Flying by Megan Hart
My rating: 3.5 of 5 stars
Ms. Hart is a mistress of tormented contemporary romance. In this one, even if there is a bit of sex, the focus isn't on an erotic smoking hawt romance. Instead, it's a chronicle of broken people trying hard to patch themselves up. Stella is a sexually free woman. She flies to whatever city with a direct flight from Pennsylvania. She finds a guy at the bar, lets him pick her up and then she tops it off with a little one-night stand. It's not exactly a game for her. It's more of a way to escape from her pain.
From the start of this story, I'm trying to understand Stella. She's sexually liberated which I like. There is no slut shaming which is good. What is confusing is why Stella is a one-night stand addict. The life she lives on her getaway weekends compared to her life through the weekdays is night and day. During the week, she shares custody of her son with her ex-husband. She works a job which is rather mundane. On weekends, she flings herself onto the cock of a new man and then takes the next flight out without a goodbye.
As Ms. Hart pulls back the layers on Stella, each new reveal is painful because it exposes all the disappointments and pain in her life. From a character perspective, this story very well crafted. Stella and Matthew are both broken people who try to get through life. They haven't moved on from the trauma which is now defining them. The way these characters behave is painful to watch and at times, one really wants to smack them upside the head. There is a reason to their madness. The reasons are quite depressing. Ms. Hart really knows how to pull the heart strings in this one.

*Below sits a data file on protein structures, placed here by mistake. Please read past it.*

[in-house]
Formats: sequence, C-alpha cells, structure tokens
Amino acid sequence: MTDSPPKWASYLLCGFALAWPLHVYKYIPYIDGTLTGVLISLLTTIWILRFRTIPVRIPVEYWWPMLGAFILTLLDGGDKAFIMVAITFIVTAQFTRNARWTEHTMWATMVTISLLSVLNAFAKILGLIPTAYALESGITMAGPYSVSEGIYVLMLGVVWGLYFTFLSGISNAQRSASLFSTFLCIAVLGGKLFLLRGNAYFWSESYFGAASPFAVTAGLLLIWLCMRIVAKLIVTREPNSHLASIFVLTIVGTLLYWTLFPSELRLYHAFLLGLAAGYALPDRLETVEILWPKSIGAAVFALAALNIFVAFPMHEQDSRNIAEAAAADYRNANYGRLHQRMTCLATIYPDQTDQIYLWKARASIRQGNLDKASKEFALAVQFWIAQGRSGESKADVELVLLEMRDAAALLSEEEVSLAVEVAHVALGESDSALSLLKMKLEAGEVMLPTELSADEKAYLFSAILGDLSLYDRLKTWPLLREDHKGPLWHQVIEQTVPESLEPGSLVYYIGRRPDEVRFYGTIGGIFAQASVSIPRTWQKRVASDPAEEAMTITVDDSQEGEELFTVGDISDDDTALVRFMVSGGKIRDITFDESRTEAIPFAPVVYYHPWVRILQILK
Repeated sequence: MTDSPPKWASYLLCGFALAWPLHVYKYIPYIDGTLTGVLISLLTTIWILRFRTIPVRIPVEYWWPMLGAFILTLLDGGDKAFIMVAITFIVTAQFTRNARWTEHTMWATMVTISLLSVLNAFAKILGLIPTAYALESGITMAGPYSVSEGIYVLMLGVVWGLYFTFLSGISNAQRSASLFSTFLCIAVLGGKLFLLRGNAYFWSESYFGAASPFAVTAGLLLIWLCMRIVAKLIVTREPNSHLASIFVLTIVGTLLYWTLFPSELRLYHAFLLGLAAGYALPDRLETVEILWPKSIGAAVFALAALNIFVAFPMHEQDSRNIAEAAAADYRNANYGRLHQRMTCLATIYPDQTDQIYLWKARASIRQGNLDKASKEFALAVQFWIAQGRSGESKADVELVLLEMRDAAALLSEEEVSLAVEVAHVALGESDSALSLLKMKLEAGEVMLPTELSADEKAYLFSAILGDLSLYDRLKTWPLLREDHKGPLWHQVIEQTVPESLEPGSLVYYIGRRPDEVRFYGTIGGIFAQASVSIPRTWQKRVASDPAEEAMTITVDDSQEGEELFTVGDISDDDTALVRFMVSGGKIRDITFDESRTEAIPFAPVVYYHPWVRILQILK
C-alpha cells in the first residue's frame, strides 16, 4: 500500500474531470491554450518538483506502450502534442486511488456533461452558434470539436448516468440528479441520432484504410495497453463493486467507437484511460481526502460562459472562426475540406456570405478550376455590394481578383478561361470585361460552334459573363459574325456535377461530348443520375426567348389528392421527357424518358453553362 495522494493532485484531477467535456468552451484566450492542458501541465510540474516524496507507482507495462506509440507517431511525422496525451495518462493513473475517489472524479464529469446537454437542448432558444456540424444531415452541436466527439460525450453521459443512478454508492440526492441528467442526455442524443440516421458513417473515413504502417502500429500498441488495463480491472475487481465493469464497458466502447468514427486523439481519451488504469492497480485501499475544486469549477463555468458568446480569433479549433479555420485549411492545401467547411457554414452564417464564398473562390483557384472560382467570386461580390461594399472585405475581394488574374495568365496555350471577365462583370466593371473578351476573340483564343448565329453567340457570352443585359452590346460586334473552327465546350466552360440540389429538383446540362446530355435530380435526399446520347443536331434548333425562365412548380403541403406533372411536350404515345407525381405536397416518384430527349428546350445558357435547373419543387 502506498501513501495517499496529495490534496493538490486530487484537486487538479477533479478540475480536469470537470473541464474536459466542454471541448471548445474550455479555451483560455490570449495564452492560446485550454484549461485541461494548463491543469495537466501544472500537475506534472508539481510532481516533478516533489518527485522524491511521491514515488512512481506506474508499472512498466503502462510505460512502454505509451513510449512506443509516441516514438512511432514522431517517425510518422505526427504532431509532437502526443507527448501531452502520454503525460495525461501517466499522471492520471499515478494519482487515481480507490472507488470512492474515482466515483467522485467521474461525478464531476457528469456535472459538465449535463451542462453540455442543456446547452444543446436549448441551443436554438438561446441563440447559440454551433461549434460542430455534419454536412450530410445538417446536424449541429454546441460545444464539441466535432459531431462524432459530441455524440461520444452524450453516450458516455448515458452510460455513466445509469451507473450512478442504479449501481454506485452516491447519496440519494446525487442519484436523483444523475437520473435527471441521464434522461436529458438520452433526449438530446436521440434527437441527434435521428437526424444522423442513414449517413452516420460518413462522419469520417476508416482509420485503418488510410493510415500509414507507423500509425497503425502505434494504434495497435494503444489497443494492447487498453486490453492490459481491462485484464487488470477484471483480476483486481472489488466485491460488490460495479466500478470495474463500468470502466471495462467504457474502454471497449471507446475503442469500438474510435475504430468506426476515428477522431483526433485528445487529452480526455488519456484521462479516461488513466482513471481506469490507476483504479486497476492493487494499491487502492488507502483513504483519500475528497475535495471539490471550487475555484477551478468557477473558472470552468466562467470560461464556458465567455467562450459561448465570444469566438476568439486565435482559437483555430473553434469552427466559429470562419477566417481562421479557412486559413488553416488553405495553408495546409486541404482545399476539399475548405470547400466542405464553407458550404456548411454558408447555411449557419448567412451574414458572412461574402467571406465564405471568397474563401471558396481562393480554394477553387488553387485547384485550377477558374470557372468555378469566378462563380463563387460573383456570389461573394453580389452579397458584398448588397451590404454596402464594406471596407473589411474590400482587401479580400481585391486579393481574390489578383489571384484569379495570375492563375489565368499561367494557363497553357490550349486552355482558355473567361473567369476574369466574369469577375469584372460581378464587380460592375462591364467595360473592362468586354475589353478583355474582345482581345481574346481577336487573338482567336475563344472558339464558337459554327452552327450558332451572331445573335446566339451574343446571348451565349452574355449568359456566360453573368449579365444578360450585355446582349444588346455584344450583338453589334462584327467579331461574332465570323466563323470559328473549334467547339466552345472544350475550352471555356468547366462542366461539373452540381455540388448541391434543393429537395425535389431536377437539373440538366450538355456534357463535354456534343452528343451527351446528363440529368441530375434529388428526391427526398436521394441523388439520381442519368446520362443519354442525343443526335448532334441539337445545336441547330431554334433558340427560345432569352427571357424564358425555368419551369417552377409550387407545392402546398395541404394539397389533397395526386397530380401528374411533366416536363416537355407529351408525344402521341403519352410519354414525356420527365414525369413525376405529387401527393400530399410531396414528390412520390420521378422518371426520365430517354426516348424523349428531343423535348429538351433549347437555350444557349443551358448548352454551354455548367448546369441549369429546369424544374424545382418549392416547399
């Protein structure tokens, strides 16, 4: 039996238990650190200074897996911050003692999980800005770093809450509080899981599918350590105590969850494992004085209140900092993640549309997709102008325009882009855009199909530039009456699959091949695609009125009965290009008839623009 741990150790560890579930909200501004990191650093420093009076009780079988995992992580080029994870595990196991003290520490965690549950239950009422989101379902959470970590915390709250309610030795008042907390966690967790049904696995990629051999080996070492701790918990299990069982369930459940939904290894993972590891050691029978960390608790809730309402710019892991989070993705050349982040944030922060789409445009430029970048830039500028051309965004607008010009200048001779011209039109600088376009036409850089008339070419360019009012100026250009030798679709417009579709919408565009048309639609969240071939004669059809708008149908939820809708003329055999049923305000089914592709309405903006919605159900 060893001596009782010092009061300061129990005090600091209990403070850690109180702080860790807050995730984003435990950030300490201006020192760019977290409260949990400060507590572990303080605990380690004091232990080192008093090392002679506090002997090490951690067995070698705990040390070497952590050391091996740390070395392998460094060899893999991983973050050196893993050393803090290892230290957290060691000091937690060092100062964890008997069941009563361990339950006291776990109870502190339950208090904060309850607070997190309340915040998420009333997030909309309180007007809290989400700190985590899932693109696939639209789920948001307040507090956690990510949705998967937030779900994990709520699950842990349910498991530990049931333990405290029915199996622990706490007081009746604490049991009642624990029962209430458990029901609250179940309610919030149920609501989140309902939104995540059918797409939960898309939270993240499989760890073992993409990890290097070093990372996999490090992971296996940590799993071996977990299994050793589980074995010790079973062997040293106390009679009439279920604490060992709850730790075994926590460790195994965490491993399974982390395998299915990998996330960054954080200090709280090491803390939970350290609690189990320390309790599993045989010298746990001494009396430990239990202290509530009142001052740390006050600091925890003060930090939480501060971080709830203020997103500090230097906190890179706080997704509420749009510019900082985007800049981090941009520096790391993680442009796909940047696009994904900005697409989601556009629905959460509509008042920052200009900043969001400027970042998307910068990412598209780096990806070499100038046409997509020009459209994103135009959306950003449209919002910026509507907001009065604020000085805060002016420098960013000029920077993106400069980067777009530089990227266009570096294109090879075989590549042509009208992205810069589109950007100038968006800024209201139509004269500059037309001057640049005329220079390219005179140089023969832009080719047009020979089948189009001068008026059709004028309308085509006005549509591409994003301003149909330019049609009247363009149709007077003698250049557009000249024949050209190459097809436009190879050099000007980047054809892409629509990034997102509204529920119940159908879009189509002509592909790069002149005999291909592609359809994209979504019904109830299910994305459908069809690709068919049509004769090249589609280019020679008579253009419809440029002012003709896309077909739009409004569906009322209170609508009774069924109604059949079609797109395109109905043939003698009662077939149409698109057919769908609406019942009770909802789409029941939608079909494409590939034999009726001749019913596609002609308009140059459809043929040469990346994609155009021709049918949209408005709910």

While the story spends a good amount of time on meaningless sexual hook ups and a rocky romance, the underlying message is a bit more subtle. For me, it is about how people rebuild themselves when their whole world crumbs. Can they put it all back together again or will this be a prolonged slow death? The conflicts and situations which arise are well written and completely believable. The miscommunications here are not contrived to cause a conflict between two characters. Instead, the purposeful lack of communication packs a powerful punch when the reader realizes why it's such a painful point for Stella. The way the anger manifests and expresses itself may not be the best way. At least it doesn't stay under the surface, festering and becoming worse. This is what I liked most about Stella. She spoke her mind and didn't play games. She didn't sugarcoat when she was placed into situations where in the eyes of society, she could have or should have placated the male to smooth his hurt feelings. This refreshing attitude makes me smile because it frees a woman from the shackles of societal dictation that women should put their needs always behind others.
I think this is what really pulled me into the book. Stella no longer puts a man before her desires. Nor does she relegate her needs as secondary to her son's. Because when it comes down to it, looking at the males in her life, ex-husband, son, lover, male friend, none of them put her first. Yet they all expect her to be there for them. If they looked out for her first, then I'd have no issues. Their lack of reciprocation until near the end when they realize how she's been there for them in the past, is sad and all too familiar. This contemporary novel is for those who have tragically lost a loved one and want to believe tomorrow will be a better day.
*provided by NetGalley
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